BOULDER, Colo. — Local crustie Dylan Waters was asked to hold his pose for “just a little bit longer” while a portrait artist added the finishing touches on the many stink lines required to successfully capture his “essence,” according to witnesses.
The portrait, a 48” x 36” oil painting on stretched canvas, was commissioned to 78-year-old retired kindergarten teacher Georgina Harmon, a novice Waters met while attempting to steal dairy crates from behind a nearby senior center earlier this month.
“In my classes at the center, we do mostly landscapes, so it was a real gem of an opportunity to practice my skills,” Harmon said. “Plus, my youngest grandson, Joshie, dresses like a rocker, too, so I really connected with the subject matter!”
Depicting Waters in a session lasting nearly six hours, Harmon fared well until hitting a creative block a little over halfway through the process. She confirmed that, after much consideration, her choice to implement symbolism provided the details necessary to capture Waters’ likeness.
“Well, I used the stink lines to represent how much this boy truly stinks. It really is something fierce, I must tell you,” Harmon said. “He smells very bad, as do his clothes, backpack, and his dog, and I think the little wiggly marks emanating from every inch of his body convey that to the viewer. To paint him without the lines is to deny how truly awful the stench really is.”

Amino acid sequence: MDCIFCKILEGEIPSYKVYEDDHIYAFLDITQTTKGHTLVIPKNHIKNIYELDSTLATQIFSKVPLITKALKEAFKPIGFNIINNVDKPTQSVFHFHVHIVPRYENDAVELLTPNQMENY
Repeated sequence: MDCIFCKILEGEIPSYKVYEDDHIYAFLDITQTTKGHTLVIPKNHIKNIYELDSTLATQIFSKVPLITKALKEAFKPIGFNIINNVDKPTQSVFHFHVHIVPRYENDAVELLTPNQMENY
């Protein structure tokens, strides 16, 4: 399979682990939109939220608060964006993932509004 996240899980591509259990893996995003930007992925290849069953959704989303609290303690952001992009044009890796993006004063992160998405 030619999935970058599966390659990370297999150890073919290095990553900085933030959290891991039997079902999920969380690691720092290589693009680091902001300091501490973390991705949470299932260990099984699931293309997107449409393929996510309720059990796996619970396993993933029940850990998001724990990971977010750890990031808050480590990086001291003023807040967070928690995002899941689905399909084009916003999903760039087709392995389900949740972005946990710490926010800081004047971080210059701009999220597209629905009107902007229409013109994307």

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Despite the time and endurance required to complete the piece, Waters was pleased with the final product.
“Yeah, I’d say overall I’m happy with it,” Waters said. “I’m not sure why she needed me to stand there for that last hour just to add some stink lines, but, hey — she gave me $20 after, so who am I to challenge an artist’s vision?”
In addition to the monetary compensation, Waters was gifted with the finished piece to take home. “He mentioned his mom’s birthday was coming up. I know I would be just absolutely tickled to get a gift like that from my son,” said Harmon.
At press time, Waters was overheard attempting to sell the piece to his mother, Irene, dropping his asking price of $100 down to $40.
Photo by Kat Chish.